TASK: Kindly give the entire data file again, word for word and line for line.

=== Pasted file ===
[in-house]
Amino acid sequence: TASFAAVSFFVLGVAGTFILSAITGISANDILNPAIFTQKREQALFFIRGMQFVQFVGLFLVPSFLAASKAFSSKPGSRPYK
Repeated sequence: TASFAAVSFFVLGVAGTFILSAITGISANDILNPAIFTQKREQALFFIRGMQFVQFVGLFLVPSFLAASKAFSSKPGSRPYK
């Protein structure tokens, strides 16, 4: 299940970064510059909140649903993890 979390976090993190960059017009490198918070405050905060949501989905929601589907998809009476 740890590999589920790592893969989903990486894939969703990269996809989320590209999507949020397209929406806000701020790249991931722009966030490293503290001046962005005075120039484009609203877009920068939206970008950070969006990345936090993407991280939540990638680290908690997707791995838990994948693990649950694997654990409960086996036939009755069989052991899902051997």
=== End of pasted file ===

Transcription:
[in-house]
Amino acid sequence: TASFAAVSFFVLGVAGTFILSAITGISANDILNPAIFTQKREQALFFIRGMQFVQFVGLFLVPSFLAASKAFSSKPGSRPYK
Repeated sequence: TASFAAVSFFVLGVAGTFILSAITGISANDILNPAIFTQKREQALFFIRGMQFVQFVGLFLVPSFLAASKAFSSKPGSRPYK
């Protein structure tokens, strides 16, 4: 299940970064510059909140649903993890 979390976090993190960059017009490198918070405050905060949501989905929601589907998809009476 740890590999589920790592893969989903990486894939969703990269996809989320590209999507949020397209929406806000701020790249991931722009966030490293503290001046962005005075120039484009609203877009920068939206970008950070969006990345936090993407991280939540990638680290908690997707791995838990994948693990649950694997654990409960086996036939009755069989052991899902051997």